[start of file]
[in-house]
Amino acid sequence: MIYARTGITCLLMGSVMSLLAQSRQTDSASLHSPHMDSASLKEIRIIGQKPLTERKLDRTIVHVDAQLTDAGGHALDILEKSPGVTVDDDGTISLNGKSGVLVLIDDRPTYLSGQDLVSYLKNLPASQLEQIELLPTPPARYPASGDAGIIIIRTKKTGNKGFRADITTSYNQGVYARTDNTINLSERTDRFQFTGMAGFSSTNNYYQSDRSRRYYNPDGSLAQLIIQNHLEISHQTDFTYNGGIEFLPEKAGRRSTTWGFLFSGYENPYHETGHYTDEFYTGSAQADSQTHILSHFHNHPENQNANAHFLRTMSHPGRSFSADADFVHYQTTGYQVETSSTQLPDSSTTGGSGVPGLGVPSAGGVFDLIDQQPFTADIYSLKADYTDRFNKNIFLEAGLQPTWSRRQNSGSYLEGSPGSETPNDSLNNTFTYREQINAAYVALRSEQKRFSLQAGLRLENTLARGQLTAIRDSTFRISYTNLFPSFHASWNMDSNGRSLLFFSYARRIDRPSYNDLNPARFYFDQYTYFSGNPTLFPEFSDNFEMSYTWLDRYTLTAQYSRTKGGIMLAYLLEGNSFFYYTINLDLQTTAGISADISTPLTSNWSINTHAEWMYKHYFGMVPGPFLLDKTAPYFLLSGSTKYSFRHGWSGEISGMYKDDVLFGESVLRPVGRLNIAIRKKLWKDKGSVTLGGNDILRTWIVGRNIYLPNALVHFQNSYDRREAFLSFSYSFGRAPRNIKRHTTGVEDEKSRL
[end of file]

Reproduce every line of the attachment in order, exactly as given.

[in-house]
Amino acid sequence: MIYARTGITCLLMGSVMSLLAQSRQTDSASLHSPHMDSASLKEIRIIGQKPLTERKLDRTIVHVDAQLTDAGGHALDILEKSPGVTVDDDGTISLNGKSGVLVLIDDRPTYLSGQDLVSYLKNLPASQLEQIELLPTPPARYPASGDAGIIIIRTKKTGNKGFRADITTSYNQGVYARTDNTINLSERTDRFQFTGMAGFSSTNNYYQSDRSRRYYNPDGSLAQLIIQNHLEISHQTDFTYNGGIEFLPEKAGRRSTTWGFLFSGYENPYHETGHYTDEFYTGSAQADSQTHILSHFHNHPENQNANAHFLRTMSHPGRSFSADADFVHYQTTGYQVETSSTQLPDSSTTGGSGVPGLGVPSAGGVFDLIDQQPFTADIYSLKADYTDRFNKNIFLEAGLQPTWSRRQNSGSYLEGSPGSETPNDSLNNTFTYREQINAAYVALRSEQKRFSLQAGLRLENTLARGQLTAIRDSTFRISYTNLFPSFHASWNMDSNGRSLLFFSYARRIDRPSYNDLNPARFYFDQYTYFSGNPTLFPEFSDNFEMSYTWLDRYTLTAQYSRTKGGIMLAYLLEGNSFFYYTINLDLQTTAGISADISTPLTSNWSINTHAEWMYKHYFGMVPGPFLLDKTAPYFLLSGSTKYSFRHGWSGEISGMYKDDVLFGESVLRPVGRLNIAIRKKLWKDKGSVTLGGNDILRTWIVGRNIYLPNALVHFQNSYDRREAFLSFSYSFGRAPRNIKRHTTGVEDEKSRL